New Year’s Eve, the latest amalgamation of holiday-themed rom-com subplots from director Garry Marshall, did not exactly receive a warm critical welcome upon its December 5 release. Along with a dismal 7% rating on Rotten Tomatoes (even Alvin and his ghastly gang of furry friends scored a 13% for the third installment of The Chipmunks franchise), the film received a blast of harsh words from Pulitzer Prize-winning critic Roger Ebert for its shameless, star-stuffed vapidity. “New Year’s Eve,” Ebert sniffed mercilessly, “is a dreary plod through the sands of time until finally the last grain has trickled through the hourglass of cinematic sludge.” Other reviewers were not quite so evocative in their language. All Kimberley Jones of the Austin Chronicle had to say on the matter was “Auld Lang Suck.”

Well, Ms. Jones and Mr. Ebert may not have exactly embraced the holiday spirit, but there’s no reason for the rest of us to play Scrooge. We’re fresh off the season of giving, after all, so rather than take the easy route and mince the film to cinematic bits and pieces, let’s focus on the things that New Year’s Eve actually did right. The Oscars are right around the corner and unfortunately New Year’s Eve will not make even a single appearance; in consolation, I’ve listed all of the categories in which the movie should have been a serious contender. Spoiler alerts galore to follow!

Best Director: Move aside, Scorsese and Spielberg. This one belongs without a doubt to Garry Marshall. Was it over when his 2010 Valentine’s Day bombed with critics, some of whom branded the movie a “greeting card of vomit?” Certainly not! It took the director less than a year to crank out another pastiche of holiday vignettes. New Year’s Eve takes Valentine’s Day’s interlinking subplot formula, the same screenwriter, and even some of the same actors, and plops them all in New York City instead of Los Angeles. And given Valentine’s Day‘s healthy box office performance, I’d say New Year’s Eve more than qualifies as a smart bit of directing. Marshall might have walked away from last year’s Academy Award ceremony empty-handed, but at least he had $216 million in ticket receipts waiting for him at home. Big mistake, Academy. Big. Huge!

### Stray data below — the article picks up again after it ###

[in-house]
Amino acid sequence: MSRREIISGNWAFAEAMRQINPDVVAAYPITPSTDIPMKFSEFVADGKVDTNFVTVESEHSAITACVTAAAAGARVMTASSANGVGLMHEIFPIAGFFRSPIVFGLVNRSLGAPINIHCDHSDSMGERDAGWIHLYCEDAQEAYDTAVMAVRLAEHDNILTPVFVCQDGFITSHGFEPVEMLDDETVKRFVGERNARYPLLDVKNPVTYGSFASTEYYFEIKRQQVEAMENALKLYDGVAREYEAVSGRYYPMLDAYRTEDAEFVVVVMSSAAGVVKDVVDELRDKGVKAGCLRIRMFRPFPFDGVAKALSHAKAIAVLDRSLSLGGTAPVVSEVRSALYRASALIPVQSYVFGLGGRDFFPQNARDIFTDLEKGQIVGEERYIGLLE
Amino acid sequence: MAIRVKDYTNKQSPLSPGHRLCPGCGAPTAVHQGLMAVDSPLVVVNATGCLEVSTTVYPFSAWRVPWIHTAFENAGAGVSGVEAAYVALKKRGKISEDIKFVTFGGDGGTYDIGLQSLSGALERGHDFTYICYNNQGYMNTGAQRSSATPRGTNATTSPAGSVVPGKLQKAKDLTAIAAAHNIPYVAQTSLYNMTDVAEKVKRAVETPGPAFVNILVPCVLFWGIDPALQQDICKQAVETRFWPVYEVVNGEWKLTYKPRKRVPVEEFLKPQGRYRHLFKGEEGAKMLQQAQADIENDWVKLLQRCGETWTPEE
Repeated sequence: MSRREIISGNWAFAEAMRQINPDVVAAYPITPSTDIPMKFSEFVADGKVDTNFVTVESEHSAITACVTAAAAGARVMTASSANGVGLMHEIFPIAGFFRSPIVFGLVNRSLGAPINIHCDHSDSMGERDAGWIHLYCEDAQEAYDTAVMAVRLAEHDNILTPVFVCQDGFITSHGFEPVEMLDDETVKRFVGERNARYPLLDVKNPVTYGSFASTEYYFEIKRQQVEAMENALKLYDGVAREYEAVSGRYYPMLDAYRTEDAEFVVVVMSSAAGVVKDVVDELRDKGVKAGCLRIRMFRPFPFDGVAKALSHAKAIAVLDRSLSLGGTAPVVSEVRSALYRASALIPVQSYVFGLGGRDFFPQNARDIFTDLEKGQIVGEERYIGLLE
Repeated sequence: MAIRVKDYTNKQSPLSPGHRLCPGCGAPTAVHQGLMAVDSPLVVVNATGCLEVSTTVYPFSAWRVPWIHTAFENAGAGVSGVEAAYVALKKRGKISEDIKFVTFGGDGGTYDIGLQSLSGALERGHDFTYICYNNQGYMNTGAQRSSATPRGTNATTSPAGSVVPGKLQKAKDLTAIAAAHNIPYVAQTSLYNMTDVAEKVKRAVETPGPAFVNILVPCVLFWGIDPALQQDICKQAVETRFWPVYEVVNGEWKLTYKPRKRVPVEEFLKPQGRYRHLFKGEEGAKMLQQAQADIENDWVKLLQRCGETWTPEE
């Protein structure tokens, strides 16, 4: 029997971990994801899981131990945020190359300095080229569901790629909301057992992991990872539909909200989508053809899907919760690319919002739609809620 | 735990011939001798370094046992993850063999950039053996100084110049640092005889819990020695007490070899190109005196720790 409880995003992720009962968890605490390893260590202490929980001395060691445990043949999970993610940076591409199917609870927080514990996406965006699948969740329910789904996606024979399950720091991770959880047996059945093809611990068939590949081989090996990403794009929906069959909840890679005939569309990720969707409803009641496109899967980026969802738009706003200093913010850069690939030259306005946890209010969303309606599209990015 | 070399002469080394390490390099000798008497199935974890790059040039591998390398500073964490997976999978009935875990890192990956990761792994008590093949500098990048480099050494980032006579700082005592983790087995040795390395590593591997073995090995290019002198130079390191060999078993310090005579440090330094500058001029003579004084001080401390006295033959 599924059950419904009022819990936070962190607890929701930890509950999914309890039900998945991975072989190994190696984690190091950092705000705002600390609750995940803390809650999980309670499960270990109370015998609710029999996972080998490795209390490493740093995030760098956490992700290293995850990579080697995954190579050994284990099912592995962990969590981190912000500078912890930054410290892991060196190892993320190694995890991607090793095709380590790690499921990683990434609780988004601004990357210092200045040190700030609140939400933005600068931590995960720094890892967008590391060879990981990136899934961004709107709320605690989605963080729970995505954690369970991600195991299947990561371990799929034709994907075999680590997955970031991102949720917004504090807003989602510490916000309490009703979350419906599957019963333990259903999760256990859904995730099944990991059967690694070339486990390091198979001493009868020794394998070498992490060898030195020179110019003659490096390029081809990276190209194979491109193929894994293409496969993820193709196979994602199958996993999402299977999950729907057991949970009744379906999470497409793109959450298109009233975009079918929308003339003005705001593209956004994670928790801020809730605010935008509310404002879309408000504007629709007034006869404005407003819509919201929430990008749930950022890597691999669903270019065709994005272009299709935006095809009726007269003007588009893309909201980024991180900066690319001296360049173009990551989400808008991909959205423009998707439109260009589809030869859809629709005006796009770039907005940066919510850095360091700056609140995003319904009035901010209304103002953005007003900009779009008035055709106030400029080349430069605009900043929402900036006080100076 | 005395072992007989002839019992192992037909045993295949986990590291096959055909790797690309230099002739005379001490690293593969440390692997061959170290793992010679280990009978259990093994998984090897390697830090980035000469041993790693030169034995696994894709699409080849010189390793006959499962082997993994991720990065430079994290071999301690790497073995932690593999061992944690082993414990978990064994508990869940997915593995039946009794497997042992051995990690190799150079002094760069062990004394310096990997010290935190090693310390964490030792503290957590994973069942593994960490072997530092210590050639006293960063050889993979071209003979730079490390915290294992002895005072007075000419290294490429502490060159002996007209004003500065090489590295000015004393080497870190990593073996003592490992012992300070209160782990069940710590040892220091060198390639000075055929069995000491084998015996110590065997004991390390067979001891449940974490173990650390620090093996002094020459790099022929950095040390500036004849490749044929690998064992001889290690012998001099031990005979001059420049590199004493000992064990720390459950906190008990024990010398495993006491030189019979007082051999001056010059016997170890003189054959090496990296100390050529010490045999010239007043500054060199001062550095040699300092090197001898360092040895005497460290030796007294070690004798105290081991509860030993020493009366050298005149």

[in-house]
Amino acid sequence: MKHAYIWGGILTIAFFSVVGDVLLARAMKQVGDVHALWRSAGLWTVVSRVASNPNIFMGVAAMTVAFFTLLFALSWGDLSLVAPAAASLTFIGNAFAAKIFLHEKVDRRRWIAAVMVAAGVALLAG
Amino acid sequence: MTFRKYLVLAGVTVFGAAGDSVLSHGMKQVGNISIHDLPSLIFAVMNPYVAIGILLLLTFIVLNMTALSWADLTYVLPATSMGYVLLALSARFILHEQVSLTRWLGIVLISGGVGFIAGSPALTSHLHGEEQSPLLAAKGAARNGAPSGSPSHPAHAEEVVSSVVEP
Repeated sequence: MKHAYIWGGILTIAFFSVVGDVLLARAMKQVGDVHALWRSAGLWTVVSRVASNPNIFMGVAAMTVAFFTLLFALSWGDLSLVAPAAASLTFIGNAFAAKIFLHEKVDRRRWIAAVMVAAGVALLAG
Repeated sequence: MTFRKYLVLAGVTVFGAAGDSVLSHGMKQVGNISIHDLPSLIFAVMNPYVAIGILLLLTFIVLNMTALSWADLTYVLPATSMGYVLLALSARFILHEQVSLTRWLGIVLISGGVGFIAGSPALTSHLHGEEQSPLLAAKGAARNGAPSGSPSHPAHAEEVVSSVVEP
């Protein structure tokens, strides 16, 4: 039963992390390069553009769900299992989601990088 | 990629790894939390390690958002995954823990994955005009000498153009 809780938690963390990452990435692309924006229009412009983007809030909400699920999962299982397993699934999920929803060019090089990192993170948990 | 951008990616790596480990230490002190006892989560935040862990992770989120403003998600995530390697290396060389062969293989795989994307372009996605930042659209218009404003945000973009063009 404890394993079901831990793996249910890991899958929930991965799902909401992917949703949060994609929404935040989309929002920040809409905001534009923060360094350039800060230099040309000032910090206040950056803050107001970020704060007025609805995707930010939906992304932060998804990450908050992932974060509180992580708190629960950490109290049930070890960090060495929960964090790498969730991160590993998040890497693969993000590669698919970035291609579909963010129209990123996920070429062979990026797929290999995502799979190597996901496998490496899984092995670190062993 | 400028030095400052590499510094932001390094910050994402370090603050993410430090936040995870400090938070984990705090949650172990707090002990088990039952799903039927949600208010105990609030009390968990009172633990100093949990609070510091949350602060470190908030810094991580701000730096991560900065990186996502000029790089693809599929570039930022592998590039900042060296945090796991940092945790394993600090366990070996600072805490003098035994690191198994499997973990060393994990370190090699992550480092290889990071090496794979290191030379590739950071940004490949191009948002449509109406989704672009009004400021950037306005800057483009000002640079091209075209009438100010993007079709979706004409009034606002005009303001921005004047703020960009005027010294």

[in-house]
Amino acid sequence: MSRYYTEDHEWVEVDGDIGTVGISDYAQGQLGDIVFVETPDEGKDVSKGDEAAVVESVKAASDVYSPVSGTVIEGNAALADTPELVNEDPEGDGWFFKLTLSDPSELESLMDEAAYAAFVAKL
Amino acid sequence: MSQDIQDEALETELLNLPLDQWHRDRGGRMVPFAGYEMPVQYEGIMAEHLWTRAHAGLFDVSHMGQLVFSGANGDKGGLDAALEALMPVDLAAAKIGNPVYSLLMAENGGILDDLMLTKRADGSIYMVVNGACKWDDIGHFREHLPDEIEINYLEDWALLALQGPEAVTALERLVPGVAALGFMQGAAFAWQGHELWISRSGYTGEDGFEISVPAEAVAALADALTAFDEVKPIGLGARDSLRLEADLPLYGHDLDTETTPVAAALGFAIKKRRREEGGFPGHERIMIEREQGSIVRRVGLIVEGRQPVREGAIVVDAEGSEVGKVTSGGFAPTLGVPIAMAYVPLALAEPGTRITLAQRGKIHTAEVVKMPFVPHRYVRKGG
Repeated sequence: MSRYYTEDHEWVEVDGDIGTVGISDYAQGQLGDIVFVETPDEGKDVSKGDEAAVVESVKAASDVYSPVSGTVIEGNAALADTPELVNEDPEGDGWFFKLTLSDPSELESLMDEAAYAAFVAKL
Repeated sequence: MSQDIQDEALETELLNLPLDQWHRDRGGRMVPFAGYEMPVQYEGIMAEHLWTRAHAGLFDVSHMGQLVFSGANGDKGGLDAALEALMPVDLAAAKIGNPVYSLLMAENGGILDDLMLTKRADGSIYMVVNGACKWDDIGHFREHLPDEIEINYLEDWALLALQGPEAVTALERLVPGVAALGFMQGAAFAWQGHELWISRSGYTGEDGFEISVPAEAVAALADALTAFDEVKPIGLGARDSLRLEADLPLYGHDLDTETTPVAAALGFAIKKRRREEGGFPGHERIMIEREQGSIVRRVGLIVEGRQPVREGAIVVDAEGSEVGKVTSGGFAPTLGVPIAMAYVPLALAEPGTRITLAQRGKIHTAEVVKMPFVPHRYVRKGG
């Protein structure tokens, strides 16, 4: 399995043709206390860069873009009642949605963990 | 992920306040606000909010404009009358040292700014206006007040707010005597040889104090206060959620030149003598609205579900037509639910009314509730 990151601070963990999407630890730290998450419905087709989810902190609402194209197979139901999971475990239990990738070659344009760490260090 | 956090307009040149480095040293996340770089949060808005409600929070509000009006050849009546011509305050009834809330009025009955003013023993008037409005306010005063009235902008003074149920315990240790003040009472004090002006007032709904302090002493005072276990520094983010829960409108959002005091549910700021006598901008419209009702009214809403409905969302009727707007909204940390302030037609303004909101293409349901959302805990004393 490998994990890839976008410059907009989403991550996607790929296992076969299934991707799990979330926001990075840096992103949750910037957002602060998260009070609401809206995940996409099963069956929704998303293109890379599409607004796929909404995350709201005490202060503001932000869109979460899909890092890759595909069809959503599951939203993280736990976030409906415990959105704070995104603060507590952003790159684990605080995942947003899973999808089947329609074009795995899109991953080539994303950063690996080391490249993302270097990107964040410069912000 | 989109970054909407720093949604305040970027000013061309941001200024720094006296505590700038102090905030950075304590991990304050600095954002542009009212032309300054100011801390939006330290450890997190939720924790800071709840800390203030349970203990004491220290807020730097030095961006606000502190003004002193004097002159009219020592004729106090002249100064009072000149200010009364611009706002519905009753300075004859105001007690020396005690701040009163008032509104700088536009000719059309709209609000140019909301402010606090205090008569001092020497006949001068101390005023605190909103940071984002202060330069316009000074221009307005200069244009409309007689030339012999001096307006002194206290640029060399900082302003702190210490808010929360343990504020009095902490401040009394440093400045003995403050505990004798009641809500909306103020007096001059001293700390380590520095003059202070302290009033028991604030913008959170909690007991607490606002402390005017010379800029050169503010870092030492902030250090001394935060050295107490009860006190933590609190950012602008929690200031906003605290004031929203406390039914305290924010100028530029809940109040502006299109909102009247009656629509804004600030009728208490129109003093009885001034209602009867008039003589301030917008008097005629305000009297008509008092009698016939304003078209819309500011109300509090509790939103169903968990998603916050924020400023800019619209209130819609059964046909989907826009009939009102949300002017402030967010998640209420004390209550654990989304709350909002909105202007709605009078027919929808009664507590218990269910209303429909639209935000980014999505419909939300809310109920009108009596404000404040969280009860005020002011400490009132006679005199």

Best Original Screenplay: To Katherine Fugate, for her brazen refusal to adhere to traditional screenwriting conventions. The notion of infusing a romantic comedy storyline with meaningful emotion? Forget it! New Year’s Eve stars the guy who interviews Stefan on SNL encouraging pregnant spouse Jessica Biel to hold off her contractions until the start of 2012, so that the couple can win a cash prize for birthing the first baby of the new year. How about situational authenticity? Not a concern for Fugate. Consider the subplot involving a scruffy, pajama-bottomed Ashton Kutcher falling for Lea Michele, a back-up singer for Jon Bon Jovi’s fictional rock star. After Kutcher’s New Year’s Grinch status is washed away by Michele (they meet after being trapped in an elevator together – deus ex machina genius!), he follows her to Times Square and sails through security without a backstage pass (but still in those pajamas!) by “telling them he is the drummer.” Almost as believable as Josh Duhamel managing to find a completely abandoned street to serve as the perfect setting for his romantic rendezvous with Sarah Jessica Parker about two minutes after midnight. In New York City. On New Year’s Eve.

Best Supporting Actress: The most worthy candidate for this award of the New Year’s Eve ensemble might be Hilary Swank, who, in her role as the vice president of the Times Square Alliance, manages to coordinate the ball drop so that the entire production can be operated by one giant light switch. Pretty baller if you ask me.

Best Makeup: most definitely deserved by whoever was in charge of this department for New Year’s Eve, primarily for complementing Abigail Breslin’s character’s lovesick storyline with buckets of moody eyeliner. Indeed, the viscosity of the 15-year-old actress’s eye makeup is matched only by her inch-thick lipliner. You’d think on-screen mother Sarah Jessica Parker might have raised some objections, but, then again, she was Carrie Bradshaw in another life…